Great Depression, worldwide economic downturn that began in 1929 and lasted until about 1939. It was the longest and most severe depression ever experienced by the industrialized Western world, sparking fundamental changes in economic institutions, macroeconomic policy, and economic theory. Although it originated in the United States, the Great Depression caused drastic declines in output, severe unemployment, and acute deflation in almost every country of the world. Its social and cultural effects were no less staggering, especially in the United States, where the Great Depression represented the harshest adversity faced by Americans since the Civil War.
he Great Depression challenged American families in major ways, placing great economic, social, and psychological strains and demands upon families and their members. Families of various class, ethnic, racial, and regional backgrounds, exhibiting various styles of marital and familial relationships, responded in different manners to the stresses and demands placed upon them. In 1933, the average family income had dropped to $1,500, 40 percent less than the 1929 average family income of $2,300. Millions of families lost their savings as numerous banks collapsed in the early 1930s. Unable to make mortgage or rent payments, many were deprived of their homes or were evicted from their apartments. Both working-class and middle-class families were drastically affected by the Depression.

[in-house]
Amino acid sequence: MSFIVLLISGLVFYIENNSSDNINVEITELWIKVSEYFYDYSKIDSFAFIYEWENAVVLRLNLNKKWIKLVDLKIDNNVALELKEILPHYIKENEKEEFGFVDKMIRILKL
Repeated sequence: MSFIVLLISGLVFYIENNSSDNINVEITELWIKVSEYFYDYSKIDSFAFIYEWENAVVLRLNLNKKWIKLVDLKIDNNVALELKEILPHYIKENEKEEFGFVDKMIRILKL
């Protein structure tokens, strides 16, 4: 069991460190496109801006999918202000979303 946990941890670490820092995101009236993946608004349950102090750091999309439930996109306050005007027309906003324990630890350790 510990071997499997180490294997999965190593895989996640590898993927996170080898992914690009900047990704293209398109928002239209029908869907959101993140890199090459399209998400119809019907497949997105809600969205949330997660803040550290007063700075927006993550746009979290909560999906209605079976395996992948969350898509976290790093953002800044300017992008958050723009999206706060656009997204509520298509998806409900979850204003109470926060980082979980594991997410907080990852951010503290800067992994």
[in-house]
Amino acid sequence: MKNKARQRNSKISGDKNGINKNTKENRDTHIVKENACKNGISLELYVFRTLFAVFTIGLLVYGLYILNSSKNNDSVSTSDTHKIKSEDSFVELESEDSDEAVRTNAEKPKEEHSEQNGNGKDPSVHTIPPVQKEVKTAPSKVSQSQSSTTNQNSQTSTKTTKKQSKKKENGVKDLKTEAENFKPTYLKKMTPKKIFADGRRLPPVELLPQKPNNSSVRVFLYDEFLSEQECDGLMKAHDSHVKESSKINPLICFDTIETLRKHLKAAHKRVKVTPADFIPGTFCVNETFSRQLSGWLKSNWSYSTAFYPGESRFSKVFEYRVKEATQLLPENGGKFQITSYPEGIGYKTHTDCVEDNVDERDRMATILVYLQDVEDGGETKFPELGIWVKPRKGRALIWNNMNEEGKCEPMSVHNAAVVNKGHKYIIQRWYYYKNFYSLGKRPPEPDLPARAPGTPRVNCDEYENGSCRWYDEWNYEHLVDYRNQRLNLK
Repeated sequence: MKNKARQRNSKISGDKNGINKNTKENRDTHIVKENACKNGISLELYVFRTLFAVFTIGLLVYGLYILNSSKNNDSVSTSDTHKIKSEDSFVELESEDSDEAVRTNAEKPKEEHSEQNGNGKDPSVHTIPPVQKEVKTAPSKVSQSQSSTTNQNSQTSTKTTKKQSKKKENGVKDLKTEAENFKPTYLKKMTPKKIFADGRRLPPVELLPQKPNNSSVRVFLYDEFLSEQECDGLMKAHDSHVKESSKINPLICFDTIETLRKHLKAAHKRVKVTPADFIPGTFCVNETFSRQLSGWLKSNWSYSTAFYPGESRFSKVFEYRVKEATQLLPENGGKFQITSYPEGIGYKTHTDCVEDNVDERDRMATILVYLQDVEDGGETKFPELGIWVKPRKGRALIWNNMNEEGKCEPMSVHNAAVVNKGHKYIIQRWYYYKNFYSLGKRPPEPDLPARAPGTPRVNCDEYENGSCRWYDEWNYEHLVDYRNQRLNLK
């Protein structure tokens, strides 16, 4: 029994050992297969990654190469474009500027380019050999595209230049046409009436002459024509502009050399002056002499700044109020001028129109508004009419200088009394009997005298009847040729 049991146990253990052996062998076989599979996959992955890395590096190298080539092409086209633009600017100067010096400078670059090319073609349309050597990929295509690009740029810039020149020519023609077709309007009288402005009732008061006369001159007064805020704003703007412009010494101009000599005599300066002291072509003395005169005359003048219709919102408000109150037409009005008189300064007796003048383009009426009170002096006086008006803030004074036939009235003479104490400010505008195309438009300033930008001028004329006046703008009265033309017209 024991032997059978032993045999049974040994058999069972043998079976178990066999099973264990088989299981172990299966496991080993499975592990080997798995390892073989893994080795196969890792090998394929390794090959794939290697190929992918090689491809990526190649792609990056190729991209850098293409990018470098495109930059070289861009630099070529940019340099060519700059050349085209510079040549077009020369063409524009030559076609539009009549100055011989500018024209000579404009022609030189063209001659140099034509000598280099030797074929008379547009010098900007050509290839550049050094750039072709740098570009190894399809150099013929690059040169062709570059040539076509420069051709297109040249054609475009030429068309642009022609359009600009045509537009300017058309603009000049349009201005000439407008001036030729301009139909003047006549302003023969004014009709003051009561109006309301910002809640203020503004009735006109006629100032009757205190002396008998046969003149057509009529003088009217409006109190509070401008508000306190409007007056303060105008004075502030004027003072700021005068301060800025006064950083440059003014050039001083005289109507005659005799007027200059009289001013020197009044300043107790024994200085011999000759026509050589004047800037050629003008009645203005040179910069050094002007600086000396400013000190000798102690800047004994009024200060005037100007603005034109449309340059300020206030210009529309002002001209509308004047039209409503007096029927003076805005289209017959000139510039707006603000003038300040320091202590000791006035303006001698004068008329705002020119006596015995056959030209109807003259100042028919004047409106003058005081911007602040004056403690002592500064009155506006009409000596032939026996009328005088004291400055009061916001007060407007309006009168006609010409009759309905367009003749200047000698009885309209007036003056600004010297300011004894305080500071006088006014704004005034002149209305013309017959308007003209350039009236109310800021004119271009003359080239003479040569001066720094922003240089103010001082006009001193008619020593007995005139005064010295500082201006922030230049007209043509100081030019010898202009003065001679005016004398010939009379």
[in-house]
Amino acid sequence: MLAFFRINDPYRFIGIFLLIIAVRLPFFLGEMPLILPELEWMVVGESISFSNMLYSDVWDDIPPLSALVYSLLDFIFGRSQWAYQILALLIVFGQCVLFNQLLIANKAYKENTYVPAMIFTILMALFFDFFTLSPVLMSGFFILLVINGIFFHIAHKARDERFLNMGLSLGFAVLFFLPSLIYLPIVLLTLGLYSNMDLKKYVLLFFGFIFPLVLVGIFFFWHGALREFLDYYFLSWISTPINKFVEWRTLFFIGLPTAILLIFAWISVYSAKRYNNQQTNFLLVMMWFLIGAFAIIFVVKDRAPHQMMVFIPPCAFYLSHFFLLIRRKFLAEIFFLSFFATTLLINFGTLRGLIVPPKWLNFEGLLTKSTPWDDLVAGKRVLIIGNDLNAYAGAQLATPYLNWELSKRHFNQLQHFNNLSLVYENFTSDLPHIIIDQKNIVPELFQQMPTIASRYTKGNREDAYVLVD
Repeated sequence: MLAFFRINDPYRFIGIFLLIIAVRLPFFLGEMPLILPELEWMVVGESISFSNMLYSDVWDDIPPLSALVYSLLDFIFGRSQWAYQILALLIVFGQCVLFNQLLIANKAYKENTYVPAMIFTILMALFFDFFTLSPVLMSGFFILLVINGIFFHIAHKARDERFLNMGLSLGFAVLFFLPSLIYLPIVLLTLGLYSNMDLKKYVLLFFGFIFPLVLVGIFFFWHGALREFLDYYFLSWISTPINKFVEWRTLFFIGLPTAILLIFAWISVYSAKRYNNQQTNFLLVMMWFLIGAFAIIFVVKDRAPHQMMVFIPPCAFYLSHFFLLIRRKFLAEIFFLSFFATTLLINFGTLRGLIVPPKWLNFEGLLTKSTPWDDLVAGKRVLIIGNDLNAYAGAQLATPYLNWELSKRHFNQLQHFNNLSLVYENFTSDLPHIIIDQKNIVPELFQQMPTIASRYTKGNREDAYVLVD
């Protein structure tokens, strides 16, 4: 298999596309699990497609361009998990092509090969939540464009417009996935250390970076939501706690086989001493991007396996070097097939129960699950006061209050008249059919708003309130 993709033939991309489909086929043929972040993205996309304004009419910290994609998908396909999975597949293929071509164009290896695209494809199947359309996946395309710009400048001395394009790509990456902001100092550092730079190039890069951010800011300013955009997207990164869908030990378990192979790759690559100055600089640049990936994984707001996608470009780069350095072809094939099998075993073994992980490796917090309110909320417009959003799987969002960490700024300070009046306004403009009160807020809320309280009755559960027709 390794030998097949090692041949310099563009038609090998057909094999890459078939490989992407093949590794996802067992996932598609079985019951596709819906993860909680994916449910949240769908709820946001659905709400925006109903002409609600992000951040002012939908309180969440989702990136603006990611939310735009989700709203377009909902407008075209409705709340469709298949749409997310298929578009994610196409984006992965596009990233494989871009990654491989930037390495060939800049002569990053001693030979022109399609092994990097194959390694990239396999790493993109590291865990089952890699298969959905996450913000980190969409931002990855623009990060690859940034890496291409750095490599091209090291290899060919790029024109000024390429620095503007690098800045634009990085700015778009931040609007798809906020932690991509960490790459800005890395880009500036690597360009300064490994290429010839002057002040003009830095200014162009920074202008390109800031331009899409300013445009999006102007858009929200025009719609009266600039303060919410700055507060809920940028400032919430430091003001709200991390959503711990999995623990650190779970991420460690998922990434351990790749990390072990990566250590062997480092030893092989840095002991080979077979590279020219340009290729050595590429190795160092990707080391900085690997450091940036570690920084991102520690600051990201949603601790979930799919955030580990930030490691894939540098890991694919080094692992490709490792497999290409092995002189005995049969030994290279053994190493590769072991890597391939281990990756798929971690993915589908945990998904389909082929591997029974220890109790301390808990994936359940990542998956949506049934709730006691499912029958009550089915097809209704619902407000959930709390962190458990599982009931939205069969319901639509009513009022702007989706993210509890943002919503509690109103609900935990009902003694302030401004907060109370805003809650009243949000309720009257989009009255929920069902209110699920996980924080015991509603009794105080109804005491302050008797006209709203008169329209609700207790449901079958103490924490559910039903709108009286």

Nine thousand banks failed during the months following the stock market crash of 1929. It is far too simplistic to view the stock market crash as the single cause of the Great Depression. A healthy economy can recover from such a contraction.
By 1932, three years after the initial crash, near thirty million Americans had lost their source of income, from unemployment or loss of a family breadwinner. This included more than a quarter of the population of Washington State. Of those lucky enough to have consistent work, more than half were reduced to part-time schedules. Though there had been devastating economic depressions before, the 1930s crisis encompassed both urban and rural regions and devastated middle-class and working-class people alike.
The Great Depression transformed American social and political institutions and the ways individual people thought about themselves and their relationship to the country and the world. Though no two people had the same understanding of the Depression, everyone felt challenged and changed by the experience.